When he first arrived in the USA, he lived with his uncle Morris and went to work as a butcher.  A farm boy, he knew about animals.  He worked for $4 a week.  He did not know English.  It was a job he did not like.  A month later, he switched to being a baker for $20 a week on Flushing Avenue in Brooklyn.  (I never knew the address in Brooklyn. ) He was lucky. He had relatives who were both a butcher and a baker.  And they provided him with jobs.

Grandpa was brought up to follow the rules of Shabbat, although they were not extremely religious. He had no beard or payos.  But when he first started working at the bakery, he had to light a fire on Shabbat.  “I sat there and cried,” he said, “because my Mother always told me that if I light a fire on Shabbat I would die.”   He did not die, so the following week he lit the fire without crying.

Grandpa excelled at baking.  But he said he was very bashful.  People would say to him, “Do you want to meet a girl,” and he would say yes.  But they did not work out.  Then, by accident, he met our Grandma in Brooklyn.  He went to deliver a gift to someone, and there she was.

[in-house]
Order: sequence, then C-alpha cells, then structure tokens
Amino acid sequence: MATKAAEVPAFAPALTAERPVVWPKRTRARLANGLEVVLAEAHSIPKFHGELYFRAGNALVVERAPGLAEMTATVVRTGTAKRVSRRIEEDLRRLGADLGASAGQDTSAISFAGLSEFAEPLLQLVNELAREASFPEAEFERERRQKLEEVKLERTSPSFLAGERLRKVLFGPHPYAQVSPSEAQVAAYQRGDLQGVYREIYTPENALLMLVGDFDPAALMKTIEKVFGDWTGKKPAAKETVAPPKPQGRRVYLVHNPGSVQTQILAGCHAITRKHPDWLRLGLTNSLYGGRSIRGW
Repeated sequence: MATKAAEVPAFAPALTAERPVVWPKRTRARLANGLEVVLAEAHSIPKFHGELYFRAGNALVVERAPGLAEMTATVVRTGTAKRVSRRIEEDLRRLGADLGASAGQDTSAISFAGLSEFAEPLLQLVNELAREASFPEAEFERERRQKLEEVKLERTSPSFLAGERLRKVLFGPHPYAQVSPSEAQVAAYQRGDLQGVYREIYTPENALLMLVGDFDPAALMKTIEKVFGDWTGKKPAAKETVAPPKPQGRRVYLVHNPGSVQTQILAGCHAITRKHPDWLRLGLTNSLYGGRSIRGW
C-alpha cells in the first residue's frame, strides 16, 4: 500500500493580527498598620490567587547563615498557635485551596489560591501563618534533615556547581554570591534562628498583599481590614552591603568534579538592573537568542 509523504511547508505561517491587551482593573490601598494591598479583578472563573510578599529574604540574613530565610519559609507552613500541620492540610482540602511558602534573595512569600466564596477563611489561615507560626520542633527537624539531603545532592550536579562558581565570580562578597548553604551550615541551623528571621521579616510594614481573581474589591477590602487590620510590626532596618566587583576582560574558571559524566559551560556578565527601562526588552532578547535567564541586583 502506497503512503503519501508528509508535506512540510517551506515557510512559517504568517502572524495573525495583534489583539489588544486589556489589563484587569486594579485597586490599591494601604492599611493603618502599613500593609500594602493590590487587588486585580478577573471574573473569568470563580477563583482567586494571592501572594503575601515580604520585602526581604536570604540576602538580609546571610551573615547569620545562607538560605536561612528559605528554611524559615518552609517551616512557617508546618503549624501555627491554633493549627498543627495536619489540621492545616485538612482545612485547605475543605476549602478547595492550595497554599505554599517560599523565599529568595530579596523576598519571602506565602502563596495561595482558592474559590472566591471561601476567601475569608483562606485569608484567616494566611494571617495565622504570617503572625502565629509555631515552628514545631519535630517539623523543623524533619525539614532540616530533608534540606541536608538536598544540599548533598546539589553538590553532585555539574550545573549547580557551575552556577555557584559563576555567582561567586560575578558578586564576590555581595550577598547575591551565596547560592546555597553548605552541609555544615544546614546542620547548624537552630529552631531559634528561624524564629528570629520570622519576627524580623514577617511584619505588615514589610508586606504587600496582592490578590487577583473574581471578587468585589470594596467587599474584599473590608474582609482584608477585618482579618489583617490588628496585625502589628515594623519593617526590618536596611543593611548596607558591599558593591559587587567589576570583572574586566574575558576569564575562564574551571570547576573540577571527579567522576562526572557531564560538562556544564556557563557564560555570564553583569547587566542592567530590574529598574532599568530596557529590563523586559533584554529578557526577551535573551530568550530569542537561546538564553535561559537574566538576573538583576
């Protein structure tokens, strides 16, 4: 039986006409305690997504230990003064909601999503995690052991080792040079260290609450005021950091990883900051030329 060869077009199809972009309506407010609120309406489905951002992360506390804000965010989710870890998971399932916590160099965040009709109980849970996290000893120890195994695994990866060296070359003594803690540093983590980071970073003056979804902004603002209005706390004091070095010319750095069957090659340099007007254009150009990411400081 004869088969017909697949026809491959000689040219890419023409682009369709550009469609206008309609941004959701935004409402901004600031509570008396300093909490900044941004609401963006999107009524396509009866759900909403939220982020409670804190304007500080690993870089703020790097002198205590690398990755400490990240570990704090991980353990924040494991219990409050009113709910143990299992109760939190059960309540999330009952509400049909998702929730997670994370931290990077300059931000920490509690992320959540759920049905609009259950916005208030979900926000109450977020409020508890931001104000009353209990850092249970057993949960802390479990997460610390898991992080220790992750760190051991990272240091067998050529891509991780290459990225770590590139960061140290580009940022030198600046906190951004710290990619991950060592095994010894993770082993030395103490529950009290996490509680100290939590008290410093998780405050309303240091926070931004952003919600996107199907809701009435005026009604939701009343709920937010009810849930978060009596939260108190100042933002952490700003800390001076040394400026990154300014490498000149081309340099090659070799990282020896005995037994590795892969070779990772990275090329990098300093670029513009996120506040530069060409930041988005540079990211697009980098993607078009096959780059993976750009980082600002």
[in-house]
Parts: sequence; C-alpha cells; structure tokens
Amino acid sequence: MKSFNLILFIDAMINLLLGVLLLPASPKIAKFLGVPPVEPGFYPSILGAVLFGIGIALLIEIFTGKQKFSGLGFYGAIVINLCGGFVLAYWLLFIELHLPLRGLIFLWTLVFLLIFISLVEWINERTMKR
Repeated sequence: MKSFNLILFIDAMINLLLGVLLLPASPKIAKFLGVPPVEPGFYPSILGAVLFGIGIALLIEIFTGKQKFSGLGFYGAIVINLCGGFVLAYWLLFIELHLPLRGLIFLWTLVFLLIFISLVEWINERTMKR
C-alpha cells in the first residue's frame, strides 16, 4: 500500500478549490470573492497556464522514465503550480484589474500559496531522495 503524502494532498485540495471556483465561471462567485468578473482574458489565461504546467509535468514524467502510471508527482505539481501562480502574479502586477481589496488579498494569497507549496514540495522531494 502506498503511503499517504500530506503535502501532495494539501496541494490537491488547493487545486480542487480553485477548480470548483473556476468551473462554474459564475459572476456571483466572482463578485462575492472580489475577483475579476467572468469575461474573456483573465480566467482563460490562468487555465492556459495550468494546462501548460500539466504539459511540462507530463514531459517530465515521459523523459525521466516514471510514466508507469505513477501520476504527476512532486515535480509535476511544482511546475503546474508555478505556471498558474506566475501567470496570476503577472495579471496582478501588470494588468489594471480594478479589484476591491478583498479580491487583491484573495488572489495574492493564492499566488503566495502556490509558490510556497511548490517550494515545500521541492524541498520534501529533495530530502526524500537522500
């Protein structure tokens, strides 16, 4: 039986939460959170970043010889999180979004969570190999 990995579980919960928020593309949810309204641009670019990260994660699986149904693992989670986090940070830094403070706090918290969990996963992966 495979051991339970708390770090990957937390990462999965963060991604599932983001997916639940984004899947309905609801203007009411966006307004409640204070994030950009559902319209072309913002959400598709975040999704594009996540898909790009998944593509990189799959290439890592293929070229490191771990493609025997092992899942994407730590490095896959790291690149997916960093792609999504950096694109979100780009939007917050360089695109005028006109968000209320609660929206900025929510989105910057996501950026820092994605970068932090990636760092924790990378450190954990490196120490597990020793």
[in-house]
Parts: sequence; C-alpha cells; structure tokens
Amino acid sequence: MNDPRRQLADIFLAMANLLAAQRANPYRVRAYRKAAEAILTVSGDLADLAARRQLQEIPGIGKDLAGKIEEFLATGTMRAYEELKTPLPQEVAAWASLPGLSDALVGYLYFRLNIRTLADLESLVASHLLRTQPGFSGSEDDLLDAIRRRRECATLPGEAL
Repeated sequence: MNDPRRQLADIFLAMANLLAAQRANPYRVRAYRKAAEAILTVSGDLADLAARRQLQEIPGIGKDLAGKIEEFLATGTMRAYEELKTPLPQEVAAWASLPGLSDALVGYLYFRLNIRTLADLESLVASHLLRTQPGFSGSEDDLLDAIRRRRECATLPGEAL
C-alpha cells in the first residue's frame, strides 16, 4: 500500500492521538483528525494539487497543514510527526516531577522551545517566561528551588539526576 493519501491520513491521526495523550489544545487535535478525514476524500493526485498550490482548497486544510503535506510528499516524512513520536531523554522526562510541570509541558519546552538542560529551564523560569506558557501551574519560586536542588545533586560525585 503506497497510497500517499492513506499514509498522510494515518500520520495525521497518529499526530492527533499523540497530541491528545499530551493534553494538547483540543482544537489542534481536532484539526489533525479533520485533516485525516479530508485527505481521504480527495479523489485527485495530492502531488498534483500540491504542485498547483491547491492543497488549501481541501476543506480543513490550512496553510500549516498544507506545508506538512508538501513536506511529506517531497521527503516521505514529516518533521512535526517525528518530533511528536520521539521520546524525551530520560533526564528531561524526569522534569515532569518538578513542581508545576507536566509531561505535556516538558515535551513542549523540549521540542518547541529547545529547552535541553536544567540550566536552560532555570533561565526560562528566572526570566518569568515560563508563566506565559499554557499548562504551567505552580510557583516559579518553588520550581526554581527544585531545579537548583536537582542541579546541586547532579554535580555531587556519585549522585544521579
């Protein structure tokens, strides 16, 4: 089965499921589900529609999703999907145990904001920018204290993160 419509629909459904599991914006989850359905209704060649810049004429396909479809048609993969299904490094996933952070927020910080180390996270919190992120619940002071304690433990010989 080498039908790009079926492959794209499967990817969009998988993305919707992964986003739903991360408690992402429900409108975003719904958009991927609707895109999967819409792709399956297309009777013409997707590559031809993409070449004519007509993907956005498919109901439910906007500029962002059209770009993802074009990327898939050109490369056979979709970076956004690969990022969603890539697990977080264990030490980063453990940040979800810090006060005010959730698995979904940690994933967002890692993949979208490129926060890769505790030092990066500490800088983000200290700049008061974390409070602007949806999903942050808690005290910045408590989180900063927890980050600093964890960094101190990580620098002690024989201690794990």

“Before Thelma, I did not look for someone. But when Thelma came it was different.  Something drew me to her,” he said.  “I was 25, she was 18 or 19.  To look at, she was nothing.  But it is the person she was. Someone made for you.”  (I disagree. I think my young Grandma was lovely.)

They got married in September 1925 and lived in Brooklyn, till my uncle was born. Then Grandpa opened his own business in the Bronx, where they lived for five years. And my Mom was born. In 1929, they moved to Linden, New Jersey.  My grandparents opened a new bakery.